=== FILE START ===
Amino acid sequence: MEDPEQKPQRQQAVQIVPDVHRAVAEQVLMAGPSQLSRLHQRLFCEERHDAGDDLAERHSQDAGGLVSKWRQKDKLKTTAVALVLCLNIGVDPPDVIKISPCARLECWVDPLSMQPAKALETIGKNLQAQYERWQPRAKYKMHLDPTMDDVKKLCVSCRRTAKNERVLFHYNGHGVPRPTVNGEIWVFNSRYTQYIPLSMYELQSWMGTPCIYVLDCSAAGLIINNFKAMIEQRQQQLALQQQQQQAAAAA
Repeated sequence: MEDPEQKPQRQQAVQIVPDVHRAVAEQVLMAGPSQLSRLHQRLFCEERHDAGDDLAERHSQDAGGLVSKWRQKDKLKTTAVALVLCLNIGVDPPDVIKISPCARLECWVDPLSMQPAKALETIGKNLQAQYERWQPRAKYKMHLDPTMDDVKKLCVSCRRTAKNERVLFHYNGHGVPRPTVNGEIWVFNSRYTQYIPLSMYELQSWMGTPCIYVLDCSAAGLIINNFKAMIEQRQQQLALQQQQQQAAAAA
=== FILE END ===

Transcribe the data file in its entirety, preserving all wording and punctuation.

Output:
Amino acid sequence: MEDPEQKPQRQQAVQIVPDVHRAVAEQVLMAGPSQLSRLHQRLFCEERHDAGDDLAERHSQDAGGLVSKWRQKDKLKTTAVALVLCLNIGVDPPDVIKISPCARLECWVDPLSMQPAKALETIGKNLQAQYERWQPRAKYKMHLDPTMDDVKKLCVSCRRTAKNERVLFHYNGHGVPRPTVNGEIWVFNSRYTQYIPLSMYELQSWMGTPCIYVLDCSAAGLIINNFKAMIEQRQQQLALQQQQQQAAAAA
Repeated sequence: MEDPEQKPQRQQAVQIVPDVHRAVAEQVLMAGPSQLSRLHQRLFCEERHDAGDDLAERHSQDAGGLVSKWRQKDKLKTTAVALVLCLNIGVDPPDVIKISPCARLECWVDPLSMQPAKALETIGKNLQAQYERWQPRAKYKMHLDPTMDDVKKLCVSCRRTAKNERVLFHYNGHGVPRPTVNGEIWVFNSRYTQYIPLSMYELQSWMGTPCIYVLDCSAAGLIINNFKAMIEQRQQQLALQQQQQQAAAAA